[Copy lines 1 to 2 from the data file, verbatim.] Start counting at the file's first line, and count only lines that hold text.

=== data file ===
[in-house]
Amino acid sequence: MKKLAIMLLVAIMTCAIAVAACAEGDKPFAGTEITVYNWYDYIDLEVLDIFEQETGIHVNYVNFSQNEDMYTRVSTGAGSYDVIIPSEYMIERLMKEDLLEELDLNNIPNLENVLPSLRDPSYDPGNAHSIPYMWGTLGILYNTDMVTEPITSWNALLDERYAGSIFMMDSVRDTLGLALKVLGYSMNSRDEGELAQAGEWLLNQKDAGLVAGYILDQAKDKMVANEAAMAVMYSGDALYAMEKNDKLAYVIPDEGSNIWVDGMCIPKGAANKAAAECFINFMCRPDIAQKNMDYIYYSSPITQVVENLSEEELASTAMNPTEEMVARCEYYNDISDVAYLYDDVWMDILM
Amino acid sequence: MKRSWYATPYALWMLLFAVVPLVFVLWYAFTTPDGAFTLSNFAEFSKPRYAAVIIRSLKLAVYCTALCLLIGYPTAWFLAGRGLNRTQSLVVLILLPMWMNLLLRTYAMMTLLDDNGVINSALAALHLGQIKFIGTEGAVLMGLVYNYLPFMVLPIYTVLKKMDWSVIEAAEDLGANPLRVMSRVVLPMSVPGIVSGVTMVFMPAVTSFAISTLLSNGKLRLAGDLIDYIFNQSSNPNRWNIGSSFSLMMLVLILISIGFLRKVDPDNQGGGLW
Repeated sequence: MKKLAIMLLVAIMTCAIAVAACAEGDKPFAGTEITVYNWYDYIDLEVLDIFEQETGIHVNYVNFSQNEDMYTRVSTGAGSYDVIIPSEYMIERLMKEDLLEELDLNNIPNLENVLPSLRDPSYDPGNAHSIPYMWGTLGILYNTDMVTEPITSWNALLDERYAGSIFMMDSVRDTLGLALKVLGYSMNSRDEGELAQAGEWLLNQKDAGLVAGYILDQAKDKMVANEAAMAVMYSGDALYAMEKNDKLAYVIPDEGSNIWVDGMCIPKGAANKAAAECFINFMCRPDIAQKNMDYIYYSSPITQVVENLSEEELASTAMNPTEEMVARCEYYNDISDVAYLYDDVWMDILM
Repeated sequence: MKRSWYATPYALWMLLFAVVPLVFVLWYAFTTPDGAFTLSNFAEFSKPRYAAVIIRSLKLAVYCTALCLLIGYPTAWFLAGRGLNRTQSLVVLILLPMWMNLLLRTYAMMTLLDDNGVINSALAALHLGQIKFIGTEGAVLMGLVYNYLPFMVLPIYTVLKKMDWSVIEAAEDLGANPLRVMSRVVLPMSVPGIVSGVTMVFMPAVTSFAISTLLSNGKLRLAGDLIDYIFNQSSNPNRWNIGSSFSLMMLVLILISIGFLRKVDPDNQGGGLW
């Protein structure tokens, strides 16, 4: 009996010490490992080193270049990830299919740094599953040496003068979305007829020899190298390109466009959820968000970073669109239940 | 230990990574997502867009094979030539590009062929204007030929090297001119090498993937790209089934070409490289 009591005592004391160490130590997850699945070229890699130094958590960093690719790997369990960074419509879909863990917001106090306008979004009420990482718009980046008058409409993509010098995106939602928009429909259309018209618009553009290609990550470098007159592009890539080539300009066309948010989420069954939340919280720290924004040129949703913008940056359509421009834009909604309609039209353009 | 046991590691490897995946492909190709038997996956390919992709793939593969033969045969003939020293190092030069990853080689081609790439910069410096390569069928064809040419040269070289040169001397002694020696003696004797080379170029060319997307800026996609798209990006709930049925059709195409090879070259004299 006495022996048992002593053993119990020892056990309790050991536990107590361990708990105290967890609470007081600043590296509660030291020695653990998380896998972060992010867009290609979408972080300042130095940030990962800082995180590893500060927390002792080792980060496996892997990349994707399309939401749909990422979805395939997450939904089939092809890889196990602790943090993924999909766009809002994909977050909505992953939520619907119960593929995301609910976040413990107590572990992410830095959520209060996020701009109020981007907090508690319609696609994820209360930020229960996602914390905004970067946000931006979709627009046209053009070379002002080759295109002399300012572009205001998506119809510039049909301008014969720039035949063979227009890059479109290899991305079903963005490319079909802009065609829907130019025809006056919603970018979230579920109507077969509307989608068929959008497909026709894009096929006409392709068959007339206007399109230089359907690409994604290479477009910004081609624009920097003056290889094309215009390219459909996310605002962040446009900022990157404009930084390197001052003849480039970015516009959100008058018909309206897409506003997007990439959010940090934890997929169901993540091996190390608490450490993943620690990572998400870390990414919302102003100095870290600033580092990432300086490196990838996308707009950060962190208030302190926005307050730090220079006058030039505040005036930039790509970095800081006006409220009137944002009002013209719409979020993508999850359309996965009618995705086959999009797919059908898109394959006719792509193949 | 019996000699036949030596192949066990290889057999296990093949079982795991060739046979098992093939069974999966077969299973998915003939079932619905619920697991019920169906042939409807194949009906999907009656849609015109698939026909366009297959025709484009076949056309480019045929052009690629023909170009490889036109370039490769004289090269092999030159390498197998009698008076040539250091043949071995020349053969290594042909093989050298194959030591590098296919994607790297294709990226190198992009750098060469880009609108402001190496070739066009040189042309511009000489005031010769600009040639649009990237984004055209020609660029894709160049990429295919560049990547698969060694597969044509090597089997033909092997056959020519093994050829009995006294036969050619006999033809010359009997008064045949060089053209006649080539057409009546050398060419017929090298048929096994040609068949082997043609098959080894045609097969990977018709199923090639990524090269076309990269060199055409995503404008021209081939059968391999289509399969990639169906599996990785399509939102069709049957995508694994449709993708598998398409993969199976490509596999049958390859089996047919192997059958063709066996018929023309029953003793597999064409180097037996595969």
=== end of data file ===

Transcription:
[in-house]
Amino acid sequence: MKKLAIMLLVAIMTCAIAVAACAEGDKPFAGTEITVYNWYDYIDLEVLDIFEQETGIHVNYVNFSQNEDMYTRVSTGAGSYDVIIPSEYMIERLMKEDLLEELDLNNIPNLENVLPSLRDPSYDPGNAHSIPYMWGTLGILYNTDMVTEPITSWNALLDERYAGSIFMMDSVRDTLGLALKVLGYSMNSRDEGELAQAGEWLLNQKDAGLVAGYILDQAKDKMVANEAAMAVMYSGDALYAMEKNDKLAYVIPDEGSNIWVDGMCIPKGAANKAAAECFINFMCRPDIAQKNMDYIYYSSPITQVVENLSEEELASTAMNPTEEMVARCEYYNDISDVAYLYDDVWMDILM